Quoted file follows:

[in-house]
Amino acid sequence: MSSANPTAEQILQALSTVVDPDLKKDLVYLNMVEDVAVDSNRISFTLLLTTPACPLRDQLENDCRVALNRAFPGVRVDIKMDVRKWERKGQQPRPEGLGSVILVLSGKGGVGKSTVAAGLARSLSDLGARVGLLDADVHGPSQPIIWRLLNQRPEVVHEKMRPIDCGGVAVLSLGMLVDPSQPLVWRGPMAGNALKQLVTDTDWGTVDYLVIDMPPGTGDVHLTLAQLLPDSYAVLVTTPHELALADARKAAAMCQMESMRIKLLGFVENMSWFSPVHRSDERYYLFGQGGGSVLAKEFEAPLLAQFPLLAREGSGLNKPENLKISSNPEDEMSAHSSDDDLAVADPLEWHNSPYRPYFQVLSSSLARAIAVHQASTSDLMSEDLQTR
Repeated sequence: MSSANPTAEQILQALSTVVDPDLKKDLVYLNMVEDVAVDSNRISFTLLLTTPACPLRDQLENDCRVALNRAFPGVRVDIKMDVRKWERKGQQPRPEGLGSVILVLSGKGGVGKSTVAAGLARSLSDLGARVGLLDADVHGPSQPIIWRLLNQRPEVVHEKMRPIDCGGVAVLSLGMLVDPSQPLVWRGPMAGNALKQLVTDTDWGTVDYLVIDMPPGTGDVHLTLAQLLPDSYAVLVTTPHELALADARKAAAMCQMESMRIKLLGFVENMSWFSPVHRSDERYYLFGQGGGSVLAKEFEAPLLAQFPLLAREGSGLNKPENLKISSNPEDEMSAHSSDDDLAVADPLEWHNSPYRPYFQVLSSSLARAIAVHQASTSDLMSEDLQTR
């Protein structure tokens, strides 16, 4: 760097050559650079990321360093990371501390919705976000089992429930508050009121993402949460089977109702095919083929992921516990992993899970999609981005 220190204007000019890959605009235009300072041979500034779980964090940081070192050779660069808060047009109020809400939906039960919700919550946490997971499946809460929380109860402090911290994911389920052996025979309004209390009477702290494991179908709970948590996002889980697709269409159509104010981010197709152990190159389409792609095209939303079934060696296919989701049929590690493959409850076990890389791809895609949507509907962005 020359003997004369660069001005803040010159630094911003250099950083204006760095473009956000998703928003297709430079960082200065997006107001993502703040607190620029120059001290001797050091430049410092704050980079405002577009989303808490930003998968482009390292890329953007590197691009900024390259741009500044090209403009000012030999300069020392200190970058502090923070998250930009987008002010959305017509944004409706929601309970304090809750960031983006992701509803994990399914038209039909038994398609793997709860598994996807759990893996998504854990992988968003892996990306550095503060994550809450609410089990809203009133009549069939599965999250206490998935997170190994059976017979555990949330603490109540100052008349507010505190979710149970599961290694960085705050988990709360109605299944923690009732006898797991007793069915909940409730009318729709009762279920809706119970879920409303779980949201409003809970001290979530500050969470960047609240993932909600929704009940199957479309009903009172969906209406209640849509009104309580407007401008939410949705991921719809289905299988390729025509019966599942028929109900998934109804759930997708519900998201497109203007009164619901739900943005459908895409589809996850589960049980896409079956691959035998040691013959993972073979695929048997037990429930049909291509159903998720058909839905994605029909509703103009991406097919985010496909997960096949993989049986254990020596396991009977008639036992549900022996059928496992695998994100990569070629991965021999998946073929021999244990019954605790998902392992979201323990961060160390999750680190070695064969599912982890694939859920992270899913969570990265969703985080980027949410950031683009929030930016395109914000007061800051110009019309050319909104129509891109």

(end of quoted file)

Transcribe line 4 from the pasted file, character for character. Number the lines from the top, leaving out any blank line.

């Protein structure tokens, strides 16, 4: 760097050559650079990321360093990371501390919705976000089992429930508050009121993402949460089977109702095919083929992921516990992993899970999609981005 220190204007000019890959605009235009300072041979500034779980964090940081070192050779660069808060047009109020809400939906039960919700919550946490997971499946809460929380109860402090911290994911389920052996025979309004209390009477702290494991179908709970948590996002889980697709269409159509104010981010197709152990190159389409792609095209939303079934060696296919989701049929590690493959409850076990890389791809895609949507509907962005 020359003997004369660069001005803040010159630094911003250099950083204006760095473009956000998703928003297709430079960082200065997006107001993502703040607190620029120059001290001797050091430049410092704050980079405002577009989303808490930003998968482009390292890329953007590197691009900024390259741009500044090209403009000012030999300069020392200190970058502090923070998250930009987008002010959305017509944004409706929601309970304090809750960031983006992701509803994990399914038209039909038994398609793997709860598994996807759990893996998504854990992988968003892996990306550095503060994550809450609410089990809203009133009549069939599965999250206490998935997170190994059976017979555990949330603490109540100052008349507010505190979710149970599961290694960085705050988990709360109605299944923690009732006898797991007793069915909940409730009318729709009762279920809706119970879920409303779980949201409003809970001290979530500050969470960047609240993932909600929704009940199957479309009903009172969906209406209640849509009104309580407007401008939410949705991921719809289905299988390729025509019966599942028929109900998934109804759930997708519900998201497109203007009164619901739900943005459908895409589809996850589960049980896409079956691959035998040691013959993972073979695929048997037990429930049909291509159903998720058909839905994605029909509703103009991406097919985010496909997960096949993989049986254990020596396991009977008639036992549900022996059928496992695998994100990569070629991965021999998946073929021999244990019954605790998902392992979201323990961060160390999750680190070695064969599912982890694939859920992270899913969570990265969703985080980027949410950031683009929030930016395109914000007061800051110009019309050319909104129509891109």